I took in a load this weekend. Metal prices have tanked and it was hardly worth the effort. I still have batteries that I'm going to hold on to until prices rebound.

Motors: $0.05 / lb.
Cords: $0.35 / lb.

Motors were paying $0.25 at their peak, and cords were $0.75. Motors alone should have been worth more than what I was paid for everything this weekend. Real bummer.

9
DIY/Fix-It Up/Repair / Gorilla Tape Repair
« on: March 08, 2016, 06:01:06 PM »
Was in gf's car at the walbart getting fluids. Poor car was quite thirsty for oil, coolant, and power steering fluid. With the hood up, I notice coolant has leaked into the engine compartment.

The radiator hose had been rubbing on the alternator pulley and abraded a nice hole, causing a decent leak.

Back inside for some gorilla tape and zip ties. Not my best repair but good enough to get it home until a new hose arrived.

Part came in Monday and she's right as rain now. Gonna keep the tape in the car just in case another hose decides to give up the ghost.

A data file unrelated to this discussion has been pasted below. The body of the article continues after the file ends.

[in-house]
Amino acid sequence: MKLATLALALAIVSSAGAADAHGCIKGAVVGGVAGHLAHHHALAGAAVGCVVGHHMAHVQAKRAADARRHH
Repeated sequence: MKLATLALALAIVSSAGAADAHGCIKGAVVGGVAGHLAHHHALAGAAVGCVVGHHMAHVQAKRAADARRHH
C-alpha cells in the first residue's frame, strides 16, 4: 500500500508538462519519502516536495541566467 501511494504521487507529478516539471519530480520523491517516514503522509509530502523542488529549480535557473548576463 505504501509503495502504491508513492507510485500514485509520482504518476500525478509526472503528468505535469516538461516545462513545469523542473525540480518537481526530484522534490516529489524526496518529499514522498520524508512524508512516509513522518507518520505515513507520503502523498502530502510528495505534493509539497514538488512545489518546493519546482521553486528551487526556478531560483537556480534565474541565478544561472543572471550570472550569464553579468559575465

10
The Dung Heap / Chip On Board LED flashlights
« on: February 08, 2016, 06:24:03 PM »
I only recently learned about chip on board (COB) LEDs recently while watching some Youtube vids. They looked pretty impressive.

While at a local bargain store, I spotted a little flashlight/floodlight, with a single LED on one end and double LEDs and reflector on the side - $4 w/ 3 AAA batteries included. I tried it out and the amount and quality of light is amazing. Pure white, not like those cheap Arbor Freight freebie LED lights with a blue tinge. And it's much brighter than my LED Maglite I've had for about five years. It actually puts the Maglite to shame.

The guts look quite nice. Solder joints are neat. Poor idea running one battery cable directly over the other but overall it's very well done.

Dunno about battery life yet. I intend to use rechargables once these are flat.

Excellent tool that's sure to get a lot of use every day. Guys, this cheap Chinese garbage is actually getting good.


11
DIY/Fix-It Up/Repair / Keurig Overheated
« on: January 20, 2016, 08:32:10 PM »